Somehow, people use to consider just three ways of inter-process communication:

  • web services (that come in many styles and flavors)
  • file transfer
  • database sharing (yuck!)
Undoubtedly you can cover pretty much every business scenario using those approaches only, but:
  1. Connecting applications with web services (peer-to-peer paradigm) makes them tightly coupled. That’s ok if we’re speaking about 2,3,5 applications, but what if you have 10 or more? Would you be able to plan application maintenance with all those dependencies? And are you sure your every app is able to handle unavailability of services it depends on? What if your applications depends on application that depends on another application that is not available? Are you able to point out the consequences?
  2. File transfer may be fine as DB extract handling mechanism if you have to deal with 2,3,5 large files, but if you’re about to send hundreds / thousands of files in usual transactional activities will you be able to monitor and control the traffic? Do you trust the file systems on your machines so that there won’t be any lock / filename colliding?
  3. Database sharing is an obvious fail in 95% of cases. It causes problems with DDL database maintenance, it reduces maintainability as it’s harder to detach applications linked by shared database. It may also cause some problems with locking (especially if both applications do write to the same tables) - in general, you may experience a lot of problems with synchronization between your applications.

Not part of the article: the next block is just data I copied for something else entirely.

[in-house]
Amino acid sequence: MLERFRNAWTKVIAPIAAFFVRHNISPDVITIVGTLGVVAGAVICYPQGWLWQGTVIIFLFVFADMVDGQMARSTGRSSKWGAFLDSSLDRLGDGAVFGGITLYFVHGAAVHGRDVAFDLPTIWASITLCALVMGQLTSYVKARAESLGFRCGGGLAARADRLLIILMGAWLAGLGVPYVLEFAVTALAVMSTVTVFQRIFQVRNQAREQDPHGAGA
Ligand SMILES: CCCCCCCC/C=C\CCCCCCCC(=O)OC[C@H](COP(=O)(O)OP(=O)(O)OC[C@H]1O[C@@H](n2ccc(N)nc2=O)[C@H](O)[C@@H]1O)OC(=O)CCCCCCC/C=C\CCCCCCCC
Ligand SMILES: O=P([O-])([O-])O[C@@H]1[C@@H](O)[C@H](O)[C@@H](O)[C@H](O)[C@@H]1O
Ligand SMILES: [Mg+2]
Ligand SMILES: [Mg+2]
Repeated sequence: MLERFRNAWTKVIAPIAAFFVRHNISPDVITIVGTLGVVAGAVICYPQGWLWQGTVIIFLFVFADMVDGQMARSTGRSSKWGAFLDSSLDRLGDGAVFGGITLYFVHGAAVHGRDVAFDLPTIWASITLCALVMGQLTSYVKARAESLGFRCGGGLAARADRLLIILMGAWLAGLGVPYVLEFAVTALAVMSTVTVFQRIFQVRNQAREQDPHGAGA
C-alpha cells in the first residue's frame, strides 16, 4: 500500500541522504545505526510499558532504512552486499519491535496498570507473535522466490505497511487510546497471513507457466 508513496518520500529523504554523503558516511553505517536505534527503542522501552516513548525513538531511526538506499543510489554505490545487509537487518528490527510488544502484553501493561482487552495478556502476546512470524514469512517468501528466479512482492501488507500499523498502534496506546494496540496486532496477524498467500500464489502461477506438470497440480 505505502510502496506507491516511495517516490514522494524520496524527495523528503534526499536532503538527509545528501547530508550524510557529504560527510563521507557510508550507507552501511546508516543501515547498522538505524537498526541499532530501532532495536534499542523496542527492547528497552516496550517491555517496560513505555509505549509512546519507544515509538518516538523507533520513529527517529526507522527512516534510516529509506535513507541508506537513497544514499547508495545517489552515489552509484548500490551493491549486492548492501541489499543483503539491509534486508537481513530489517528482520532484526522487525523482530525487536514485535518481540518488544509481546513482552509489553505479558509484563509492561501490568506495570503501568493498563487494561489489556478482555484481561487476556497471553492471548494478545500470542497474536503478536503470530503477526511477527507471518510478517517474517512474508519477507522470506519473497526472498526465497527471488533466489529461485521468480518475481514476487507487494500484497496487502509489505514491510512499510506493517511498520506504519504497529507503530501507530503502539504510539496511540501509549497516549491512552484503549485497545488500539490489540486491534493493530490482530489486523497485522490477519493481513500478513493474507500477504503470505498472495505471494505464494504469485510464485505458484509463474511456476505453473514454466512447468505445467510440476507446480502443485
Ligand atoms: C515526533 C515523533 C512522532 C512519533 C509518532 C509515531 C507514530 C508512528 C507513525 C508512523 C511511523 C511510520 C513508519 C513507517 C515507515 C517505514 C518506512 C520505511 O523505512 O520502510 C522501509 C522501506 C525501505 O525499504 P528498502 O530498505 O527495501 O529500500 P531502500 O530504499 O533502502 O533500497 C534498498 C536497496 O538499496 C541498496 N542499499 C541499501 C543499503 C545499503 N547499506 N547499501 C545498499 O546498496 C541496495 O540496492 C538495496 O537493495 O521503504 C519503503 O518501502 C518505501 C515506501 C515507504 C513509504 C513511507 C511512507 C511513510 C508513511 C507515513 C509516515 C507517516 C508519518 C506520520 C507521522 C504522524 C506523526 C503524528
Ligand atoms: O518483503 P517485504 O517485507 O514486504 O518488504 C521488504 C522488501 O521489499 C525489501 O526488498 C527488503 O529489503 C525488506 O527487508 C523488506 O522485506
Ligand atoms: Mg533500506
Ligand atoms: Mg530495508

What’s the solution then? What are we looking for? Basically, we’re looking for something that would provide:
  1. Asynchronous communication that won’t fail even if receiving node is not present when message is being sent
  2. Transaction support (ACID model)
  3. Technology agnosticism
  4. Simple configuration without sacrificing security model quality
Yes, that’s going to be MOM - Message Oriented Middleware, the foundation of ESB (Enterprise Service Bus). It guarantees all the points for list above, but this value comes for a price:
  1. Designing (and developing) applications that communicate in asynchronous way is usually way harder.
  2. If you want to do it in really decoupled, SOA way, you should make an effort on preparing message formats suited for true business needs, not for your actual applications (and it’s hard and may cost a lot).
  3. You’ll need MOM technology (low-level communication protocol) and most likely also some kind of message broker.
More on MOM:
MSMQ as Microsoft’s approach to MOM -
ActiveMQ (well respected open-source MOM) - 
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